The reforms suggested by Lord Sainsbury’s influential review into technical and professional education (TPE) will not be piloted by the government until 2019/20, FE Week can reveal.
It is also now understood that the peer’s report — which is set to recommend the creation of 15 new “professional and technical” routes with apprenticeship or substantial work experience — will not be published until July 8.
This date is four months after the report was first supposed to be unveiled — with further delays expected as a result to the first skills white paper in a decade, which is believed to reflect the recommendations which will be made by Lord Sainsbury’s independent panel.
The pilot timetable will now be unveiled just before parliamentary summer recess. The delays to the report were welcomed by sector leaders, provided it meant time had been allowed to create properly thought-out and tested qualifications.
Mark Dawe, chief executive of the Association of Employment and Learning Providers, told FE Week: “The TPE reform, combined with the apprenticeship changes, should see a step change providing parity of opportunity through vocational learning.
“It is vital that this is not lost, so if delay and piloting is necessary, we fully support the approach.”
Mr Dawe added that good curriculum and qualification change “takes time”, and insisted that the final framework needs to “ensure that vocational education is not seen as second best and demonstrates clear pathways to high levels of learning and work”.
Bill Watkin, chief executive of the Sixth Form Colleges Association, said the delays were “unfortunate” but added that it was outcomes “that really matter here”.
He added: “All over the country there are sixth form colleges achieving the highest standards in both academic and vocational curricula, sending countless young people to university or a great job.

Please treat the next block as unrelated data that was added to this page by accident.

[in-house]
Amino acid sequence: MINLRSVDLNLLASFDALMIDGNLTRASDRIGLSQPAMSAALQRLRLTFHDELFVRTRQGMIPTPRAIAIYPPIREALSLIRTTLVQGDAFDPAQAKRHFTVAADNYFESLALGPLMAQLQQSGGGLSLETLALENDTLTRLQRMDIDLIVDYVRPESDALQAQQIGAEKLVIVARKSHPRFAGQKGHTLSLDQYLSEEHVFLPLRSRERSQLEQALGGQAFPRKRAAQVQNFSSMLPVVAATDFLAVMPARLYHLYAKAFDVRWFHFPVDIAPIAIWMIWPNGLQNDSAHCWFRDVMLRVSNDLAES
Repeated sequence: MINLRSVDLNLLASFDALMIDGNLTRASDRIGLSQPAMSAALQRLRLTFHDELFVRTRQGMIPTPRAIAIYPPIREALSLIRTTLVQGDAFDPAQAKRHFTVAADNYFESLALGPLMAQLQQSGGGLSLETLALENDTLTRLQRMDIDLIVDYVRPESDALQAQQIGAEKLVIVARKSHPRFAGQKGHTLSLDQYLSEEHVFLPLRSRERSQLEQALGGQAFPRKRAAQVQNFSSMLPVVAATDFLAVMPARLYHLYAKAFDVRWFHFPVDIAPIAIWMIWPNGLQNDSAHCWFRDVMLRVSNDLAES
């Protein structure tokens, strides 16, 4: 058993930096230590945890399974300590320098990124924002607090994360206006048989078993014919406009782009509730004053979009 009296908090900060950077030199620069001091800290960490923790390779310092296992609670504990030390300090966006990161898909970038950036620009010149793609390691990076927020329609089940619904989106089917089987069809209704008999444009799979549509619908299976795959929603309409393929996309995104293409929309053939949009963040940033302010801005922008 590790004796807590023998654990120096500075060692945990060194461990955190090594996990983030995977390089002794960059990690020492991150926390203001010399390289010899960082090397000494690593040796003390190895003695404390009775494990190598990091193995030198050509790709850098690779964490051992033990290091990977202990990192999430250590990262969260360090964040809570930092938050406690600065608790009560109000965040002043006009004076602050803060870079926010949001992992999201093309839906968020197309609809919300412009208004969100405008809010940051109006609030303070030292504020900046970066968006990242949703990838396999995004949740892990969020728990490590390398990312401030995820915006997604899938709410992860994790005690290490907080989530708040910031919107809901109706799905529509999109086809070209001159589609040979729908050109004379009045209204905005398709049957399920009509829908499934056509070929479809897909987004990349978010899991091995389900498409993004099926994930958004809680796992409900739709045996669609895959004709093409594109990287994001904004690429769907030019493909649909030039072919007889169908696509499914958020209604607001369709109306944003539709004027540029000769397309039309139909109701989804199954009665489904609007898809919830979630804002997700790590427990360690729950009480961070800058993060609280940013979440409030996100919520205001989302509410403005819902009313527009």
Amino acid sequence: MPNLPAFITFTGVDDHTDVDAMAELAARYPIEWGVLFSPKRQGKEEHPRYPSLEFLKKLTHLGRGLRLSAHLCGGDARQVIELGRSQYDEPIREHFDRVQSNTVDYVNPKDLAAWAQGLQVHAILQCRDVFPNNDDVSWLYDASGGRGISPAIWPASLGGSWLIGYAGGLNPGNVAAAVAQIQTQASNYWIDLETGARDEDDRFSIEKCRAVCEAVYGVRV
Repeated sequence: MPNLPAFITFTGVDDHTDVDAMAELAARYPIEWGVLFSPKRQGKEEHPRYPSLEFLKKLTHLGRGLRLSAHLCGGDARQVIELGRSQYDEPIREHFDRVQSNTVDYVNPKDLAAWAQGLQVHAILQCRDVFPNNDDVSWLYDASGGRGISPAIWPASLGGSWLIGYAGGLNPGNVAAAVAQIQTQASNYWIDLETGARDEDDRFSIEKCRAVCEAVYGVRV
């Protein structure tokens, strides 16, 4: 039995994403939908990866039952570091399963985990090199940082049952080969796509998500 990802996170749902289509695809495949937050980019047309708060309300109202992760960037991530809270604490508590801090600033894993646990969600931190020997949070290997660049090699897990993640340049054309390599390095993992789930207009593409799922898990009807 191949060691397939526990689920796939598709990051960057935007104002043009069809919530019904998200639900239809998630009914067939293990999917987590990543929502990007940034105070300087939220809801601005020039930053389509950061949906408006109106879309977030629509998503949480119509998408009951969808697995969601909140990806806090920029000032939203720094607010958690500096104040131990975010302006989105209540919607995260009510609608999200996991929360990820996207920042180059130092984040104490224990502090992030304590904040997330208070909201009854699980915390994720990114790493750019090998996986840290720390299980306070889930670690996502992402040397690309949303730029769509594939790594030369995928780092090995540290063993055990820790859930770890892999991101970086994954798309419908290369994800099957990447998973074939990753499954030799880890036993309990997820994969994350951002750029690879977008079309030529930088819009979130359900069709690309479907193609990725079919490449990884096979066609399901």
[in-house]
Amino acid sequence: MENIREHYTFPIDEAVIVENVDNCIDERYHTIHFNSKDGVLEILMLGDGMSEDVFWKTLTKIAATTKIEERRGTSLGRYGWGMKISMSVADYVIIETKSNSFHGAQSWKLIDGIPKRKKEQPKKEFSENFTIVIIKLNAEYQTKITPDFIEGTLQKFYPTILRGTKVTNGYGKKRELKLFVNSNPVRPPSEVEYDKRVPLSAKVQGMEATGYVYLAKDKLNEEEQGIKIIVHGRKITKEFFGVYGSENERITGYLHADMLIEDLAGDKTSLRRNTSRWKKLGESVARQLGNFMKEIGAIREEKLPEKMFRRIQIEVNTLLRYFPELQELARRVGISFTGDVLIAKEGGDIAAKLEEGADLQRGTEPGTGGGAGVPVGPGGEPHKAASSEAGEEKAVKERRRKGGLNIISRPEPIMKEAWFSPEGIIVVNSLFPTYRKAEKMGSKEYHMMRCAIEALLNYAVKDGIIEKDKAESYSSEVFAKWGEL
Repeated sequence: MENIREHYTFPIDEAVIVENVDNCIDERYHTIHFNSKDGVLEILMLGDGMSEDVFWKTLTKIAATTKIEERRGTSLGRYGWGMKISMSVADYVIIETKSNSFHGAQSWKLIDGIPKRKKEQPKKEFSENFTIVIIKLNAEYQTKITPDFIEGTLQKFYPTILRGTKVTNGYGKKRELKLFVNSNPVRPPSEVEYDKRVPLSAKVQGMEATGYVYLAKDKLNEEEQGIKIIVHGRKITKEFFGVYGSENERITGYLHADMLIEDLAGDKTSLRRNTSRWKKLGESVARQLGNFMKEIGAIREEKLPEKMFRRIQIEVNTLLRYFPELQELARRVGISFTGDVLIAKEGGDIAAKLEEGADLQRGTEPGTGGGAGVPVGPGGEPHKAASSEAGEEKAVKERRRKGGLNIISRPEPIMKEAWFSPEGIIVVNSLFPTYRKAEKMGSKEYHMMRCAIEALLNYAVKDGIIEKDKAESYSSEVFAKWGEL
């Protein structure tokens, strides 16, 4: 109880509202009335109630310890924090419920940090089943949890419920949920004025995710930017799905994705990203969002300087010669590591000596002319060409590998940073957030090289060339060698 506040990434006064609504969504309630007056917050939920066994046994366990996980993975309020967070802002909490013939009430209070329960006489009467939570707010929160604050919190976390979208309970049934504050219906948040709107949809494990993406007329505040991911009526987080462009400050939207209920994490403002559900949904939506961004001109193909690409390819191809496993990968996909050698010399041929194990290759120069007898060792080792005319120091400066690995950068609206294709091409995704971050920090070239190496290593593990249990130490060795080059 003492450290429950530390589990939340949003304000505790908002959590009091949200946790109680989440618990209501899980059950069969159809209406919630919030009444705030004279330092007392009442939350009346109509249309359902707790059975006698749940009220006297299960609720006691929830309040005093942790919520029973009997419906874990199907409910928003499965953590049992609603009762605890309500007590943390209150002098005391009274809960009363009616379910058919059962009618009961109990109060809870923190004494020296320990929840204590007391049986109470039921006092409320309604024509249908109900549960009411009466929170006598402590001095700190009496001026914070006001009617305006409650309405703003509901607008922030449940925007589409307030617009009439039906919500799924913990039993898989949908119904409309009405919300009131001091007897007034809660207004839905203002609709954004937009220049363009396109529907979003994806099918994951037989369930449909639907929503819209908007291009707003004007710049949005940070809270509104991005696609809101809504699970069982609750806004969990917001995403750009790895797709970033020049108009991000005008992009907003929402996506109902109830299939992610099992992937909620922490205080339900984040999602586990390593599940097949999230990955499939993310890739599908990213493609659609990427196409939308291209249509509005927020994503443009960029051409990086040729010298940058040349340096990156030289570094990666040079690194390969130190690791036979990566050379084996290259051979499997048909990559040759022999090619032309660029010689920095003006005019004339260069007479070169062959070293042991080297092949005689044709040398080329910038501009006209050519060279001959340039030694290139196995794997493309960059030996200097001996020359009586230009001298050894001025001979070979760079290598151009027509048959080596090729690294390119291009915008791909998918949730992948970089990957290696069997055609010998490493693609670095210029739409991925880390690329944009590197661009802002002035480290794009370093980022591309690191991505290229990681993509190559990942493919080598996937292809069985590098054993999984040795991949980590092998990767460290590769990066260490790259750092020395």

“It is vital that they continue to offer young people the opportunity to study A-levels alongside BTECs, in a way that focuses on one or the other and often blends the two, according to the aptitudes and interests of each student.
“The sector is hoping for clarification at the earliest opportunity.”
Iain Wright, chair of the Business, Innovation and Skills (BIS) committee, claimed that the government had been “paralysed” by the EU referendum debate — but when the TPE report and skills white paper finally arrived, they “promise a shake-up of the post-16 sector”.
He added: “It is vital that the government allow time for a proper reflection on these issues so we can ensure we have a system where technical qualifications are valued as highly as academic achievement and one which is better able to meet the skills requirements of a modern economy.”
FE Week reported last month that the Department for Education (DfE) had been prevented from publishing Lord Sainsbury’s report before the referendum on June 23, due to purdah rules governing the release of important information during periods of national campaigning.
The DfE said it would not comment on “speculation”, when approached by FE Week about the pilot and new review release date.